Recently, the term Web3 has been everywhere, or at least I started noticing it (like when you buy a new car and see hundreds of the same model within a few days). I began to be intrigued by the culture and philosophy around Web3 and found myself wanting to answer the question: What does Web3 offer that Web2 does not?
With many voices comparing Web2 to Web3—skeptics, philosophers, educators and evangelists—I thought it would be helpful to create a guided tour to bridge the gap between Web2 and Web3. I figured many Storj followers may have the same questions, so I’ll share what I found as I learned and introduce you to the experts I met along the way. I hope it will help you navigate the continual evolution of the web.
What is Web3 anyway?
Before jumping into Web3, let’s briefly cover Web1 and Web2 to see where we’ve come. We all remember Web1, where the internet was largely made up of static web pages that were personal rather than corporate. Then, Web2 (where we still find ourselves today) the centralized internet, where platforms are owned by corporations who provide web apps and dictate the rules for usage. On the horizon, Web3 is an emerging model to “de-monopolize” the internet and in some ways return to the decentralized internet of Web1 (without the lime green typeface of course). The goal is to distribute the functions and powers to the users, where development and maintenance does not have a central gatekeeper. Instead, Web3 relies on zero-trust technology to maintain accurate records with end-to-end encryption to ensure privacy.
To realize it, we need to lose the hype
According to @timoreilly, (the guy who coined the term Web2),
"History teaches us that there will always be new avenues for power to become centralized, so even if you're a true believer in blockchain you should look for the next vectors of recentralization."
Spoken with the true wisdom of a web veteran, (Tim was also the first in the world to publish a website), he cautions us not to get so caught up in idealism that we miss the cycles of humanity—at some point, even the most beautiful humanitarian vision tends towards a power play. I like that his perspective takes the grandiosity of Web3 as “THE FUTURE” into a bit more of a balance while still validating there is reason to believe in blockchain. Realism. I like it.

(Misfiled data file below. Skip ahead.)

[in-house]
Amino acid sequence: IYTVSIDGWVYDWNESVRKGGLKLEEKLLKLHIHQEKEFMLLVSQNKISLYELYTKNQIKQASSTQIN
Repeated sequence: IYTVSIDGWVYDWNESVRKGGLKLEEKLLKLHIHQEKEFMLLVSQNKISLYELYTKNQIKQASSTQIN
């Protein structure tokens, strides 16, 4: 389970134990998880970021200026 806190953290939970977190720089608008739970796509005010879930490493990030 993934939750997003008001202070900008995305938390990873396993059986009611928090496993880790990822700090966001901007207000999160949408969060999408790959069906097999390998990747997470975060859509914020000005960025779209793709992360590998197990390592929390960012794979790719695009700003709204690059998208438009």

Web3 can fulfill our right to privacy
Second, a cautionary tale on Web2, spoken by Web3 innovator and success story @mhluongo:
“Show me a Web2 project that isn’t about turning users into the product. That isn’t about squeezing us for data, slowly and systematically undermining our shared belief in a right to privacy. Go on. I’ll wait.”
We’ve all felt this a bit as we check the tiny privacy box connected to pages and pages of legal docs protecting said company from the loss of our privacy (I wonder if everyone feels a twinge of guilt as they check the box?). But, it's required in order to set up Google Suite or a new iPhone, so we say yes not because we want to, but because we use Google Docs for work—it's the standard, and we need to FaceTime our kid. But what are the costs? According to Web3 enthusiasts, the cost is privacy. Web3 will gain popularity because it allows companies to have business models that don’t involve selling user data or pummeling them with advertisements.
Our resident futurist and expert on all things Web3 at Storj, @heathervescent, articulated the privacy dilemma between Web2 and Web3 saying,
“In Web2 we had to give up our privacy in order to share data (ie., Facebook, Instagram, Google, etc.). In Web3, with decentralized storage we get to keep our privacy and share our data on our terms—we are in control of who we share it with and when.”
At Storj, we believe in the privacy ethos of Web3, without losing the performance of Web2. If you’re interested in learning more about bridging Web2 to Web3, we did a great webinar a few months back that digs deeper into what drives us to evolve from Web2 to Web3, you can watch it here. And, thanks again for going on this journey with me.